The authors write that this approach had over an 80 percent accuracy rate when it came to appropriately making these corrections.
WHY DO HUMANS WANT THIS?
Dynamic jobs like construction are not only physically demanding but can be dangerous as well. In 2017, construction jobs experienced 971 fatalities in the U.S., the highest death rate for the industry in a decade.
“You would probably see a decline in job satisfaction and engagement since the job doesn't really fulfill [their] basic needs.”
Collaborative automation of this industry cannot only relieve some of the physical work, argue the authors, but can also account for instances where mental stress may have led to poor or dangerous decisions as well.
WHAT ARE THE ETHICAL IMPLICATIONS?
Yet despite its potential benefits, this technology is not without its ethical faults or repercussions. In particular, do workers really want to give access to their thoughts to robots, let alone their bosses?
For now, Jebelli says that there are guidelines in place to prevent tampering, including anonymizing worker data, but says it’s a concern to keep on top of.
There is also a possibility, however, that this kind of automation will fundamentally change how workers appreciate their job, argues Långstedt.
While not commenting on this study directly, Långstedt’s study, published this February in the journal Labour & Industry found after analyzing a European Survey of over 126 occupations that automating away rote or repetitive tasks in a workplace and lead to worker dissatisfaction as the value they found in the job initially (e.g. order, repetition) may be erased.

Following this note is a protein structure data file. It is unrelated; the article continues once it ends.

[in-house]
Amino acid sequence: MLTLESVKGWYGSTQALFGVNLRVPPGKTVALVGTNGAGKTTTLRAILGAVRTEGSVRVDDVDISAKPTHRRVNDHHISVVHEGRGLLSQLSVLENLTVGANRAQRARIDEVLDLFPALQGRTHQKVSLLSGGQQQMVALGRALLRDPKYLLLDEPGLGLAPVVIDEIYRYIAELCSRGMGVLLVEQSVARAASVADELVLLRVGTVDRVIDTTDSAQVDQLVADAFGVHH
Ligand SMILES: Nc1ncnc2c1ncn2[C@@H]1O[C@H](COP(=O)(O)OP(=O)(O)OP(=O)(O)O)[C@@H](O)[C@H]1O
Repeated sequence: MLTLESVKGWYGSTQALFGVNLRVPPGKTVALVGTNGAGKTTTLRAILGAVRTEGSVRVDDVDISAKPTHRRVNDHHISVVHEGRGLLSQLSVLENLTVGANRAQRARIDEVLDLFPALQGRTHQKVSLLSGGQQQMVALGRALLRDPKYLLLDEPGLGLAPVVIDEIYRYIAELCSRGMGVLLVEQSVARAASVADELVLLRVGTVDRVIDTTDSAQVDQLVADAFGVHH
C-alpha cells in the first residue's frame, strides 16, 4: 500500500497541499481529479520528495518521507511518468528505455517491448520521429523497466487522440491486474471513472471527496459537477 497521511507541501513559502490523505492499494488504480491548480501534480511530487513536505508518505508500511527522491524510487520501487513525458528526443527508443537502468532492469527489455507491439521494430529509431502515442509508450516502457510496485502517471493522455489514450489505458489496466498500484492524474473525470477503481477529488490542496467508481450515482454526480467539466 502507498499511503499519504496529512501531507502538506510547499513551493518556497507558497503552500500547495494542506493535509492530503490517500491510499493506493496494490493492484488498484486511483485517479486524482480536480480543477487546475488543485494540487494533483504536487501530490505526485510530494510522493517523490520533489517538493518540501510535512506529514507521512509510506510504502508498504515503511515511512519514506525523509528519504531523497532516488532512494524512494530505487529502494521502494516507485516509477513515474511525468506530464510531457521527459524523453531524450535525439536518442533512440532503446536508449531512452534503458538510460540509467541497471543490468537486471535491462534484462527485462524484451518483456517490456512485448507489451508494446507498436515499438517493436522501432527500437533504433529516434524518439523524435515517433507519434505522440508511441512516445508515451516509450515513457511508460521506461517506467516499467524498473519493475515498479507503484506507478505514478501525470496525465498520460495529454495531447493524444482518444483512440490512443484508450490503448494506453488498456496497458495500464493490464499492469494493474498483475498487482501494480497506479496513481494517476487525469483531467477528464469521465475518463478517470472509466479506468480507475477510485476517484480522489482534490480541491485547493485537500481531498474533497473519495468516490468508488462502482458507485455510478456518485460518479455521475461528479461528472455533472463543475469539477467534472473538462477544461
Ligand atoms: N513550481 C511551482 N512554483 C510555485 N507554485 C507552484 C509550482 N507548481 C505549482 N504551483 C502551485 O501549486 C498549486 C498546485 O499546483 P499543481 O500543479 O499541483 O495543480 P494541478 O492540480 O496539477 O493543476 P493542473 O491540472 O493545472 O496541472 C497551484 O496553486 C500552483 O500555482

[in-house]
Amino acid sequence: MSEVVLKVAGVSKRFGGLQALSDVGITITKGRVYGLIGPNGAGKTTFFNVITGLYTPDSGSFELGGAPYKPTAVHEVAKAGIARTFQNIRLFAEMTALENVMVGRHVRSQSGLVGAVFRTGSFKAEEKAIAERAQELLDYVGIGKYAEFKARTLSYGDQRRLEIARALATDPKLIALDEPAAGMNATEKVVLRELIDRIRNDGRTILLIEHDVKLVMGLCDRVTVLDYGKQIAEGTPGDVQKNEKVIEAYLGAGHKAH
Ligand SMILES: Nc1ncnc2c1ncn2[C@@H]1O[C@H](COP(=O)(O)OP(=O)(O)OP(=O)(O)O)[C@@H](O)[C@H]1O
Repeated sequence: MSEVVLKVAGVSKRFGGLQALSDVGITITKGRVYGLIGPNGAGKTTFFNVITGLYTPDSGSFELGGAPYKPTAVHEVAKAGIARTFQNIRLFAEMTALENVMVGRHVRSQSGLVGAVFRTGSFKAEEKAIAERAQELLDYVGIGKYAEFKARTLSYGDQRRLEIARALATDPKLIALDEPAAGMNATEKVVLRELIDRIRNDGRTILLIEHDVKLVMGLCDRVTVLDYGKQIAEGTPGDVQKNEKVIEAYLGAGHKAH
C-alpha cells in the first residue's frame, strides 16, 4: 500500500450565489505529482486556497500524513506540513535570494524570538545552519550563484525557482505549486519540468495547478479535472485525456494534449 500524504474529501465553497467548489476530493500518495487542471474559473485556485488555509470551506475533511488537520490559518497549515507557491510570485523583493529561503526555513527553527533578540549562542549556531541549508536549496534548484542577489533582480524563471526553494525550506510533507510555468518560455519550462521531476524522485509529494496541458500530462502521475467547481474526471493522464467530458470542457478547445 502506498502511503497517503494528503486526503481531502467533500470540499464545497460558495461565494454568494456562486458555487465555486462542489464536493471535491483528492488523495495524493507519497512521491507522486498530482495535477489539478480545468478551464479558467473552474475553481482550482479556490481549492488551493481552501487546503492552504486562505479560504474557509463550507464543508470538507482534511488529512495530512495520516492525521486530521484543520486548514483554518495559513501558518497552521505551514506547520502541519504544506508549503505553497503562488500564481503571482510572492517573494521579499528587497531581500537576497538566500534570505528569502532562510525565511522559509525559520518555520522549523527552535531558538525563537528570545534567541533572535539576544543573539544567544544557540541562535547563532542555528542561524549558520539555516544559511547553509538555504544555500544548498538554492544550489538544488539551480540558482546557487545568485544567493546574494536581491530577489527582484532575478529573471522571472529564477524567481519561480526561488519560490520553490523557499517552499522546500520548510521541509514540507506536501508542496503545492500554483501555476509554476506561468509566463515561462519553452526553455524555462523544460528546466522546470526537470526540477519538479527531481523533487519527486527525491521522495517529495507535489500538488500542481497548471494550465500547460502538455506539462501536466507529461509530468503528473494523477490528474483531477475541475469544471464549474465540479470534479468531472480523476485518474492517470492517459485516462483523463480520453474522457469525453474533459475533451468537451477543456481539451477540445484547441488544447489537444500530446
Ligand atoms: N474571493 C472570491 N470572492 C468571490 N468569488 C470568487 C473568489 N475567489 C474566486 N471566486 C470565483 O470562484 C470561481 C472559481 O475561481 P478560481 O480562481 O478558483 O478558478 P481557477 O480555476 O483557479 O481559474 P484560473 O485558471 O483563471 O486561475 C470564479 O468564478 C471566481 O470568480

“You would probably see a decline in job satisfaction and engagement since the job doesn't really fulfill [their] basic needs,” explains Långstedt. There may be ways to lessen this blow, he suggests in the study, such as teaching children to value creativity more in school, but there will inevitably be a lag between automation and these potential corrections.
WHEN WILL IT AFFECT THE FUTURE?
Jebelli says there isn’t yet a hard deadline for when this kind of mind-reading technology will hit the workplace in earnest, but he says that it’s probably less than a decade away and could be used in workplaces beyond construction, even perhaps on the ISS one day.
Ultimately, he says that this kind of technology isn’t looking to erase human workers, but instead work with them to create a safer workplace.
“The robot by itself it's not even performing the job,” says Jebelli. “It always requires at least one or two workers [to help]... And as there is a need for better human-robot work collaboration, I believe our proposed technology might be powerful for the future.”